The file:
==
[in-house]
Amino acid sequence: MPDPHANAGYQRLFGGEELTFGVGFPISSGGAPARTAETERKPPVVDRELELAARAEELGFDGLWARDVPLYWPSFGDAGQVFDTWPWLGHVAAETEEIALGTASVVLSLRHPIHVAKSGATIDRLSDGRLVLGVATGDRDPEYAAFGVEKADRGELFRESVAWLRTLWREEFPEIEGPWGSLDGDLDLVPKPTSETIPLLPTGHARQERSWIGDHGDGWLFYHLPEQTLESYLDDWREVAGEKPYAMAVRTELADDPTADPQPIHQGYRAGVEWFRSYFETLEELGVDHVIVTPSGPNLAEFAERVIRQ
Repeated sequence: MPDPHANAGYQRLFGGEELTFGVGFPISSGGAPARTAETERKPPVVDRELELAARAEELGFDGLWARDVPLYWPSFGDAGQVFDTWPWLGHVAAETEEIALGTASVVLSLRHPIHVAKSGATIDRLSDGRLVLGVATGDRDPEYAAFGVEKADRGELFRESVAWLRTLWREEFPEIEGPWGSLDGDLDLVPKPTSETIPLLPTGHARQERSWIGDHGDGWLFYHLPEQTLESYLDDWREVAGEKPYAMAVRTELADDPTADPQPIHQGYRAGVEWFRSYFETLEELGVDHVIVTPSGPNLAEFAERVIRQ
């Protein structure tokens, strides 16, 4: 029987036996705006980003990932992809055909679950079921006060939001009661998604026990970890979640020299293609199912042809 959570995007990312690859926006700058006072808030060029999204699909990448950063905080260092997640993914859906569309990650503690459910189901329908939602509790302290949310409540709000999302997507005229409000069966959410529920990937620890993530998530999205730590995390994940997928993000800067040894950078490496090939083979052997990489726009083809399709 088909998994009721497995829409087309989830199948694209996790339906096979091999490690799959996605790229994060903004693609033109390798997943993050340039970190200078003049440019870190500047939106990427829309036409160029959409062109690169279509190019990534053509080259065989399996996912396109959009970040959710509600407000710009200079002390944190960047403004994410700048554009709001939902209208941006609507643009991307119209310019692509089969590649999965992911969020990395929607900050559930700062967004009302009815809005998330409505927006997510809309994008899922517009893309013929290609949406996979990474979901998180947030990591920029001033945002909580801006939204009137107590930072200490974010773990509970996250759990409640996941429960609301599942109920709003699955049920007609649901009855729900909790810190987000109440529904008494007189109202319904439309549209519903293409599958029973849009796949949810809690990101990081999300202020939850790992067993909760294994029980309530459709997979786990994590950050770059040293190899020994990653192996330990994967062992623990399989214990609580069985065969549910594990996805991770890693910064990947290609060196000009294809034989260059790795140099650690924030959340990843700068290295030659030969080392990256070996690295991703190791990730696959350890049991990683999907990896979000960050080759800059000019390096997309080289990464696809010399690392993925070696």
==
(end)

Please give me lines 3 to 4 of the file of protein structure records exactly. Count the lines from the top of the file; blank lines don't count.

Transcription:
Repeated sequence: MPDPHANAGYQRLFGGEELTFGVGFPISSGGAPARTAETERKPPVVDRELELAARAEELGFDGLWARDVPLYWPSFGDAGQVFDTWPWLGHVAAETEEIALGTASVVLSLRHPIHVAKSGATIDRLSDGRLVLGVATGDRDPEYAAFGVEKADRGELFRESVAWLRTLWREEFPEIEGPWGSLDGDLDLVPKPTSETIPLLPTGHARQERSWIGDHGDGWLFYHLPEQTLESYLDDWREVAGEKPYAMAVRTELADDPTADPQPIHQGYRAGVEWFRSYFETLEELGVDHVIVTPSGPNLAEFAERVIRQ
């Protein structure tokens, strides 16, 4: 029987036996705006980003990932992809055909679950079921006060939001009661998604026990970890979640020299293609199912042809 959570995007990312690859926006700058006072808030060029999204699909990448950063905080260092997640993914859906569309990650503690459910189901329908939602509790302290949310409540709000999302997507005229409000069966959410529920990937620890993530998530999205730590995390994940997928993000800067040894950078490496090939083979052997990489726009083809399709 088909998994009721497995829409087309989830199948694209996790339906096979091999490690799959996605790229994060903004693609033109390798997943993050340039970190200078003049440019870190500047939106990427829309036409160029959409062109690169279509190019990534053509080259065989399996996912396109959009970040959710509600407000710009200079002390944190960047403004994410700048554009709001939902209208941006609507643009991307119209310019692509089969590649999965992911969020990395929607900050559930700062967004009302009815809005998330409505927006997510809309994008899922517009893309013929290609949406996979990474979901998180947030990591920029001033945002909580801006939204009137107590930072200490974010773990509970996250759990409640996941429960609301599942109920709003699955049920007609649901009855729900909790810190987000109440529904008494007189109202319904439309549209519903293409599958029973849009796949949810809690990101990081999300202020939850790992067993909760294994029980309530459709997979786990994590950050770059040293190899020994990653192996330990994967062992623990399989214990609580069985065969549910594990996805991770890693910064990947290609060196000009294809034989260059790795140099650690924030959340990843700068290295030659030969080392990256070996690295991703190791990730696959350890049991990683999907990896979000960050080759800059000019390096997309080289990464696809010399690392993925070696």